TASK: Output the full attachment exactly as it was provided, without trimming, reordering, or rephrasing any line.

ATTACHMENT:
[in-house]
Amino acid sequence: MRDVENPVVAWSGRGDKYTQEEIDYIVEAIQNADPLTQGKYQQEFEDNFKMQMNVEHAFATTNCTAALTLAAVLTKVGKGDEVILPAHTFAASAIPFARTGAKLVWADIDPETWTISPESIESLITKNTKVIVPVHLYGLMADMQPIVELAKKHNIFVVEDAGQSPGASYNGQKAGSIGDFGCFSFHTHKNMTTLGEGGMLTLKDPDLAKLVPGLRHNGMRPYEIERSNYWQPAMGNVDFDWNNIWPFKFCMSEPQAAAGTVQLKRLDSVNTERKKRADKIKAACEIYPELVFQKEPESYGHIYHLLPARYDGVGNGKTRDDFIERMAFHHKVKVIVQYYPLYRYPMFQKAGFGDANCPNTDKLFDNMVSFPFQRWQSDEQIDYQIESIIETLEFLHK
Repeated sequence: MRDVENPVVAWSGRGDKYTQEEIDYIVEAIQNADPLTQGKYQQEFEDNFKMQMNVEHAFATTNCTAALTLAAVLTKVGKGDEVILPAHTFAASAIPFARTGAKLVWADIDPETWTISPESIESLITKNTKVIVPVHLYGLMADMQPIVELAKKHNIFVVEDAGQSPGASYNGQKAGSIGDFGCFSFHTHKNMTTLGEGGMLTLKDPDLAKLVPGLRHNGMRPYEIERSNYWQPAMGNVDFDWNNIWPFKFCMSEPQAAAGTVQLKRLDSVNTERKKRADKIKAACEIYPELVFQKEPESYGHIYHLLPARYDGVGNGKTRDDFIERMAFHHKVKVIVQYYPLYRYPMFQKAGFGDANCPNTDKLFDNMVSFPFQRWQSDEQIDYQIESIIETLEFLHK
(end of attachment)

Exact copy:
[in-house]
Amino acid sequence: MRDVENPVVAWSGRGDKYTQEEIDYIVEAIQNADPLTQGKYQQEFEDNFKMQMNVEHAFATTNCTAALTLAAVLTKVGKGDEVILPAHTFAASAIPFARTGAKLVWADIDPETWTISPESIESLITKNTKVIVPVHLYGLMADMQPIVELAKKHNIFVVEDAGQSPGASYNGQKAGSIGDFGCFSFHTHKNMTTLGEGGMLTLKDPDLAKLVPGLRHNGMRPYEIERSNYWQPAMGNVDFDWNNIWPFKFCMSEPQAAAGTVQLKRLDSVNTERKKRADKIKAACEIYPELVFQKEPESYGHIYHLLPARYDGVGNGKTRDDFIERMAFHHKVKVIVQYYPLYRYPMFQKAGFGDANCPNTDKLFDNMVSFPFQRWQSDEQIDYQIESIIETLEFLHK
Repeated sequence: MRDVENPVVAWSGRGDKYTQEEIDYIVEAIQNADPLTQGKYQQEFEDNFKMQMNVEHAFATTNCTAALTLAAVLTKVGKGDEVILPAHTFAASAIPFARTGAKLVWADIDPETWTISPESIESLITKNTKVIVPVHLYGLMADMQPIVELAKKHNIFVVEDAGQSPGASYNGQKAGSIGDFGCFSFHTHKNMTTLGEGGMLTLKDPDLAKLVPGLRHNGMRPYEIERSNYWQPAMGNVDFDWNNIWPFKFCMSEPQAAAGTVQLKRLDSVNTERKKRADKIKAACEIYPELVFQKEPESYGHIYHLLPARYDGVGNGKTRDDFIERMAFHHKVKVIVQYYPLYRYPMFQKAGFGDANCPNTDKLFDNMVSFPFQRWQSDEQIDYQIESIIETLEFLHK